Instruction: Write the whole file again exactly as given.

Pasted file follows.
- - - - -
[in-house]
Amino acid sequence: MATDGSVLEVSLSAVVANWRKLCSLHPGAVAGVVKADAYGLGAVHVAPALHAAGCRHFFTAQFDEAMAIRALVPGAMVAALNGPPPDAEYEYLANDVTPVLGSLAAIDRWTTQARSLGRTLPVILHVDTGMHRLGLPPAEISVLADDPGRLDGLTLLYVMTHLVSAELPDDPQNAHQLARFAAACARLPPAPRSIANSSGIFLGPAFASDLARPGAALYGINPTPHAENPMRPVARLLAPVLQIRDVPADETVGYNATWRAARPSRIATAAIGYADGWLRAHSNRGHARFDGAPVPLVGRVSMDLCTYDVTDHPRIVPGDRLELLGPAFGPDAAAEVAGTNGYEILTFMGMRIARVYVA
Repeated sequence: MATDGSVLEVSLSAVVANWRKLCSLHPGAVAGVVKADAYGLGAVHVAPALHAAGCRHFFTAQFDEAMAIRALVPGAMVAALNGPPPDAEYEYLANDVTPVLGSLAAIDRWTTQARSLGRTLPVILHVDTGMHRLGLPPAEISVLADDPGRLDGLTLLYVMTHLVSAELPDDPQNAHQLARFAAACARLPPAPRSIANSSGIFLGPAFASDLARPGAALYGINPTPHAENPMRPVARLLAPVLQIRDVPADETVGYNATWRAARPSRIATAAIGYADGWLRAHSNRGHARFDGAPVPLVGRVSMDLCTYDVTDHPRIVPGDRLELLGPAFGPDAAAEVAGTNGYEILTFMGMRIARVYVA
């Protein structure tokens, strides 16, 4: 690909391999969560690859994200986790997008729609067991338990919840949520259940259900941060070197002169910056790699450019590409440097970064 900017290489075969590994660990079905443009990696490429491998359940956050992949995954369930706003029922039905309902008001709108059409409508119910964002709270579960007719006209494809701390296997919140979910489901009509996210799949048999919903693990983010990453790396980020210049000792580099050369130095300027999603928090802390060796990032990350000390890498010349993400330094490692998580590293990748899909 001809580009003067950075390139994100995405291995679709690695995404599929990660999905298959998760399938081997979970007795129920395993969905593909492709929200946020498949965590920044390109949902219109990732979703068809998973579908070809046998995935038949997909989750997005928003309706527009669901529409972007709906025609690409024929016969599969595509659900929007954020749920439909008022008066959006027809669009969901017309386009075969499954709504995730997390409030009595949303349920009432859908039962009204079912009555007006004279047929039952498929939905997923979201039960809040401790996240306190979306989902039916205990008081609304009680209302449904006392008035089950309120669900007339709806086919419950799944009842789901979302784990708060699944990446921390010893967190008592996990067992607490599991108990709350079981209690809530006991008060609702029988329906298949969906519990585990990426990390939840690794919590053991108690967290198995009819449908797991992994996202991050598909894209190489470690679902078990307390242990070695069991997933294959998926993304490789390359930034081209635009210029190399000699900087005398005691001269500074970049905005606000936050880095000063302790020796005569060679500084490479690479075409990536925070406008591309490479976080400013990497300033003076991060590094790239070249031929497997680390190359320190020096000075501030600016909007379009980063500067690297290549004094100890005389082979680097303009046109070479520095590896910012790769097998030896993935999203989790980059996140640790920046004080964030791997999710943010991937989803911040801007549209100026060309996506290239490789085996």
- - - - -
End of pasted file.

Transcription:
[in-house]
Amino acid sequence: MATDGSVLEVSLSAVVANWRKLCSLHPGAVAGVVKADAYGLGAVHVAPALHAAGCRHFFTAQFDEAMAIRALVPGAMVAALNGPPPDAEYEYLANDVTPVLGSLAAIDRWTTQARSLGRTLPVILHVDTGMHRLGLPPAEISVLADDPGRLDGLTLLYVMTHLVSAELPDDPQNAHQLARFAAACARLPPAPRSIANSSGIFLGPAFASDLARPGAALYGINPTPHAENPMRPVARLLAPVLQIRDVPADETVGYNATWRAARPSRIATAAIGYADGWLRAHSNRGHARFDGAPVPLVGRVSMDLCTYDVTDHPRIVPGDRLELLGPAFGPDAAAEVAGTNGYEILTFMGMRIARVYVA
Repeated sequence: MATDGSVLEVSLSAVVANWRKLCSLHPGAVAGVVKADAYGLGAVHVAPALHAAGCRHFFTAQFDEAMAIRALVPGAMVAALNGPPPDAEYEYLANDVTPVLGSLAAIDRWTTQARSLGRTLPVILHVDTGMHRLGLPPAEISVLADDPGRLDGLTLLYVMTHLVSAELPDDPQNAHQLARFAAACARLPPAPRSIANSSGIFLGPAFASDLARPGAALYGINPTPHAENPMRPVARLLAPVLQIRDVPADETVGYNATWRAARPSRIATAAIGYADGWLRAHSNRGHARFDGAPVPLVGRVSMDLCTYDVTDHPRIVPGDRLELLGPAFGPDAAAEVAGTNGYEILTFMGMRIARVYVA
């Protein structure tokens, strides 16, 4: 690909391999969560690859994200986790997008729609067991338990919840949520259940259900941060070197002169910056790699450019590409440097970064 900017290489075969590994660990079905443009990696490429491998359940956050992949995954369930706003029922039905309902008001709108059409409508119910964002709270579960007719006209494809701390296997919140979910489901009509996210799949048999919903693990983010990453790396980020210049000792580099050369130095300027999603928090802390060796990032990350000390890498010349993400330094490692998580590293990748899909 001809580009003067950075390139994100995405291995679709690695995404599929990660999905298959998760399938081997979970007795129920395993969905593909492709929200946020498949965590920044390109949902219109990732979703068809998973579908070809046998995935038949997909989750997005928003309706527009669901529409972007709906025609690409024929016969599969595509659900929007954020749920439909008022008066959006027809669009969901017309386009075969499954709504995730997390409030009595949303349920009432859908039962009204079912009555007006004279047929039952498929939905997923979201039960809040401790996240306190979306989902039916205990008081609304009680209302449904006392008035089950309120669900007339709806086919419950799944009842789901979302784990708060699944990446921390010893967190008592996990067992607490599991108990709350079981209690809530006991008060609702029988329906298949969906519990585990990426990390939840690794919590053991108690967290198995009819449908797991992994996202991050598909894209190489470690679902078990307390242990070695069991997933294959998926993304490789390359930034081209635009210029190399000699900087005398005691001269500074970049905005606000936050880095000063302790020796005569060679500084490479690479075409990536925070406008591309490479976080400013990497300033003076991060590094790239070249031929497997680390190359320190020096000075501030600016909007379009980063500067690297290549004094100890005389082979680097303009046109070479520095590896910012790769097998030896993935999203989790980059996140640790920046004080964030791997999710943010991937989803911040801007549209100026060309996506290239490789085996």